In spite of good camouflage, it’s possible to detect cyborgs:

  • Occasional pressing of phone screen does nothing for regular mobile phones, however cyborgs very sensitive to this action
  • Upper cover of the cyborg consists of strange rectangle thing. It’s the antenna, used by the cyborg for zombying owners.
  • One of following words might appear in cyborg’s front or back panel: i-mate,t-mobile,eten,asus,htc,orange,AT&T
  • Sustained use of cyborgs causes headache or migraine.

The cyborgs are extremely dangerous for cat population of the Earth, thus every time, you detect the cyborg, please, report to WWF, Heath Officer or FBI.

Thank you for cooperation.

[illustration by DaKraken, inspired by absurdopedia]

Phone history or why I throw my Tytn II

I decided to throw out my HTC TYTN II (Actually AT&T Tilt) and get old Nokia E61 back. Why I’m doing it? Tytn is much better, then old Nokia? It’s 3.75G/HSUPA mobile phone, running latest Windows Mobile 6.1 OS. It also has full QUERTY keyboard, 2.8” LCD monitor, 3MP camera and even very good integrated GPS. Nokia has neither. It’s processor is x4 faster and memory x3 bigger. Why I cannot use it? Why I want my old “keyboard brick” back?


First of all, I need phone. Not “freaky damn good uber extensible device”. I want to push one button to receive/make call, push another button to read/answer email. That’s all I need. I need business phone. I do not want to be worry about battery/alarms/meeting/time offset/current time/something wrong/too much processes/no memory/fault/occasionally shutdown/my ears near end call or mute button and all other “goodies” come with TYTN 2 device. I want to be able to dial number without looking on device. I want to be able to do it either when its sunny day outside. I want to push one button to refuse receive call, send “I’m sorry” SMS and turn ring off simultaneously. And I do not want to reinstall ROMS to figure one with small amounts of bugs and then reinstall 300 programs that allows me to do it. I want business phone, that knows what I need.

Just see the regular flow phone usage – make call:

  1. Click power/unlock button
  2. Enter password (there is exchange policy). To do this you have to look on screen. If you wont you’ll absolutely unable to know where each button on screen. Windows mobile using different keyboard for lock and phone utility.
  3. You should press left hardware button. It is not very easy task, ‘cos if your phone doing something now, you’ll wait for response between 1-2 seconds. If you’ll press it twice – you’ll arrive into calendar utility (only for this layout everyone in UX team of Windows Mobile should be fired.
  4. Press Phone button opens dialer utility. If you want any of your last incoming/outgoing/missed calls, you should press another soft button on screen (up jog button not always responses as required)
  5. Choose phone to call (another non-responsive hardware up/down buttons) and then
  6. Press middle big button…
  7. Nothing happes… “OK” button?
  8. You arrived to the contact information (I want to call)!!! Just side note, Windows Mobile is very smart system and if you have more, then one number per contact (work/mobile/office/text) it will call this number by default forever.
  9. Finally I choose a number I want to call (if you choose Text field of contact it brings your SMS interface instead of dialer) and calling the contact
  10. Busy… Redial? Automatic redial? Nothing. Now you should keep sitting and trying to process all above steps each time you want to redial…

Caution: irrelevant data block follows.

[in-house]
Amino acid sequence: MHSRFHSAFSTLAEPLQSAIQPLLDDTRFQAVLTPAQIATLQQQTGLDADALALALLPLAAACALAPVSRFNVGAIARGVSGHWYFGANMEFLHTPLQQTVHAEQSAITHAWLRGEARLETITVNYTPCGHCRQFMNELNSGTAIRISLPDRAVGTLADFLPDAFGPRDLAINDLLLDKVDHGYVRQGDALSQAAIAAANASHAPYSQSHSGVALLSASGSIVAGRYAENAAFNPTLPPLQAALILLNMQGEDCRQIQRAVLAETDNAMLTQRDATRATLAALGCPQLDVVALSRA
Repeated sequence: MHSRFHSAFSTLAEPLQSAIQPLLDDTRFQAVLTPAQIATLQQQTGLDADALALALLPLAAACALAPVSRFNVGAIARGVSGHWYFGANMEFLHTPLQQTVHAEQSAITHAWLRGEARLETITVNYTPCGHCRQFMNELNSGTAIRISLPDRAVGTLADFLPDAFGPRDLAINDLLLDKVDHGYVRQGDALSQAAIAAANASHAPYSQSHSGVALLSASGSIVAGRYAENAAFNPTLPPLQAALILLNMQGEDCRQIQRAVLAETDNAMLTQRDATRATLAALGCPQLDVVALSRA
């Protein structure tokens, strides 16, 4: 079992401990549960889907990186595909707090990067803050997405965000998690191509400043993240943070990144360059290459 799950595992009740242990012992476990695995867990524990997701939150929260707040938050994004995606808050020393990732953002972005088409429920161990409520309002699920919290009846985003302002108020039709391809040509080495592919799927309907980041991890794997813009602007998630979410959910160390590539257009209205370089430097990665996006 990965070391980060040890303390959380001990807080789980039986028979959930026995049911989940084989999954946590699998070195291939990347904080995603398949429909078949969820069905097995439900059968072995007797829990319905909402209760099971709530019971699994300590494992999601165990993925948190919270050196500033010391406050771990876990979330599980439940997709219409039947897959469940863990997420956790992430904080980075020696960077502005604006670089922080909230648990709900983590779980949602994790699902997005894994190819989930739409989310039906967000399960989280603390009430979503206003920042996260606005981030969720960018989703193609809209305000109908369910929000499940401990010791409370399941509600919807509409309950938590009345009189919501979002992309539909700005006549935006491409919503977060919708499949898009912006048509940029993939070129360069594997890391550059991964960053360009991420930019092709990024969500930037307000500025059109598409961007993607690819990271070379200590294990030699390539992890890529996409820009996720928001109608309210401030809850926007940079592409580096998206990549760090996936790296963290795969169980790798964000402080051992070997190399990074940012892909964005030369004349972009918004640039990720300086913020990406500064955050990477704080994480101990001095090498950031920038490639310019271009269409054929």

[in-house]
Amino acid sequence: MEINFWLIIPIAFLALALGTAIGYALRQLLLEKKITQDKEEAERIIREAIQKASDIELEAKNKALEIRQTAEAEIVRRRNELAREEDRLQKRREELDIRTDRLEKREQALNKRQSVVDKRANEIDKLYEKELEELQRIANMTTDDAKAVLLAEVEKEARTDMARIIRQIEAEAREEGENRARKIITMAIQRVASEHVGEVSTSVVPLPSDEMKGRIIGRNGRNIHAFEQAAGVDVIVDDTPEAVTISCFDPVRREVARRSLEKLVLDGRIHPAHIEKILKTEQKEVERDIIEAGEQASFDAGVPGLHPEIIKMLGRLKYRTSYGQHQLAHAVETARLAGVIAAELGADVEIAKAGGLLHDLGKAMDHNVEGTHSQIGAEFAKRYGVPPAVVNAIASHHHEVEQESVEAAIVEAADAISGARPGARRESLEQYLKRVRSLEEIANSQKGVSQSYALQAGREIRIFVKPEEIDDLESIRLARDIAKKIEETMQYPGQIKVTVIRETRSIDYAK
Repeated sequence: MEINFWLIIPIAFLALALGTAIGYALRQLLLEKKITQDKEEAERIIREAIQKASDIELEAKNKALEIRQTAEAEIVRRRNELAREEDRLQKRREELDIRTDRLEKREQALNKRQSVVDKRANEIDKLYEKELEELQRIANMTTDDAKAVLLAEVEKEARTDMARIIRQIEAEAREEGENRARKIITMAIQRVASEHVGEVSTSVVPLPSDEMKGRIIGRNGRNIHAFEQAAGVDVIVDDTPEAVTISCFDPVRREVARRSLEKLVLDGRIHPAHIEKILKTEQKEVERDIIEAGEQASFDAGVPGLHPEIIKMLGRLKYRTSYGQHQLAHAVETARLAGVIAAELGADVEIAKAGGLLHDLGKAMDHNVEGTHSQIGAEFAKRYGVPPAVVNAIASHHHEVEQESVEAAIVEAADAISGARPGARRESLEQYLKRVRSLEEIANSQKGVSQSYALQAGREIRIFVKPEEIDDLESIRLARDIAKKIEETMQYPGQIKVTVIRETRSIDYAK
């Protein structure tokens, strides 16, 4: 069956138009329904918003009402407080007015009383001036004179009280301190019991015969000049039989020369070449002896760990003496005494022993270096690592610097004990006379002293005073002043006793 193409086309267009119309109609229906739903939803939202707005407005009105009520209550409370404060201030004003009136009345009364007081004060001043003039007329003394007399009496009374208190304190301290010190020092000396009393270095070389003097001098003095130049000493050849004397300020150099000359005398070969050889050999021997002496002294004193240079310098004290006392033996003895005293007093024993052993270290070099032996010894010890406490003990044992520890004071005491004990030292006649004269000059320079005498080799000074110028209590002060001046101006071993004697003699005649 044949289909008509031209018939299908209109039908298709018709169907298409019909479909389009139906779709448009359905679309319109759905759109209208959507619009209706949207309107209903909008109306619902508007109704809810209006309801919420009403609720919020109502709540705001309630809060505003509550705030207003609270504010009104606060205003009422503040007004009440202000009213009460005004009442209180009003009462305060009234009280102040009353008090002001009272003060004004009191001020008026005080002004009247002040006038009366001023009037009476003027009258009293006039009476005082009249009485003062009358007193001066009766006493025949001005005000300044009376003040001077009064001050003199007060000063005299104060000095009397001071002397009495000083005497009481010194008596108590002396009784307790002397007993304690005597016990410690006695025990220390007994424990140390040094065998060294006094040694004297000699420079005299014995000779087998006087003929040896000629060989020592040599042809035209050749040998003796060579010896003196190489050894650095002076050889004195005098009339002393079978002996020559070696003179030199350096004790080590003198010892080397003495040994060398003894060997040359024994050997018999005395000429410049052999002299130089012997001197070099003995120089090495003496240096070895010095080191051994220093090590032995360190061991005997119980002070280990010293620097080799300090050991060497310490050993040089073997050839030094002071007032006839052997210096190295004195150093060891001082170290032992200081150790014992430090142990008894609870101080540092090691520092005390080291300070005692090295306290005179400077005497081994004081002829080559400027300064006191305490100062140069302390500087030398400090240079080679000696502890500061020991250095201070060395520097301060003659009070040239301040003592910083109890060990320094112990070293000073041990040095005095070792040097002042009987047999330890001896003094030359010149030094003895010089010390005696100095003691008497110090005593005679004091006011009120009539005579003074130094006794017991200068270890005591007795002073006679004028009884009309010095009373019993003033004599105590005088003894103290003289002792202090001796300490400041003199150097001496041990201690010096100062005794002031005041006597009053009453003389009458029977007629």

Very useful, very easy tool. Isn’t it? Now let’s call the contact with E61

  1. Click unlock button
  2. Enter password (your keyboard is always the same and you should not look into it to dial 5 button is marked)
  3. Move jog up
  4. Move jog down
  5. Move your finger left and up (each button has its unique profile and you can feel it)
  6. Dial
  7. Busy? E61 will redial for you until it’ll catch the contact or you’ll cancel operation. You even do not need to hold phone near ear. Once it success, you’ll hear gentle sound from external speaker.

Should not it work this way? It should, because it is phone, not PDA device.

What about exchange synchronization? Works perfectly. I do not want E61I (successor of E61) it much slower and bugger, then E61. I’m waiting for E71 (smaller) to see if it good for me. but meanwhile, I’m paying $300 to get my E61 back. Someone want to buy my Tilt? Bid in comments.

All above is the reason I do not want IPhone. It’s toy. Very cool and beautiful toy. It is not tool I need everyday.

P.S. I think Microsoft should think a lot about Windows CE 5.x, used as WM. It is not OS for phones, it’s OS for devices with some tools to be able to make calls. Microsoft never be the favorite of mobile market (like Steve Ballmer want it to be), unless they understand, that CE is not operation system for phones. Just in case, currently Nokia holds 33% of the market, next is Motorola (20%), and Samsung (13%). Pay attention all three companies have phone operation system. It’s not about coolness of the device. It’s all about usability of tools.

P.P.S Yes, it’s much easier to find or develop additional tools for Windows Mobile, rather then for Symbian. But I’m ready to pay this bill if I’ll be able to use my phone as phone.

AT&T Tilt

Quick note: New TechEd downloads

There is TechEd in Orlando, and this means, that there are a lot of new announcements. Let’s fill up our download managers with expensive fuel and start.

Silverlight 2.0 beta 2 + Microsoft Expression Blend 2.5 June preview will be available for download very soon. Keep watching. Meanwhile, you can start learn about new TabControl, VisualStateManager, new templating system and cross-domain policy from Tim Heuer’s blog. Also there are some news about event bubbling in beta 2 in Jesse’s blog.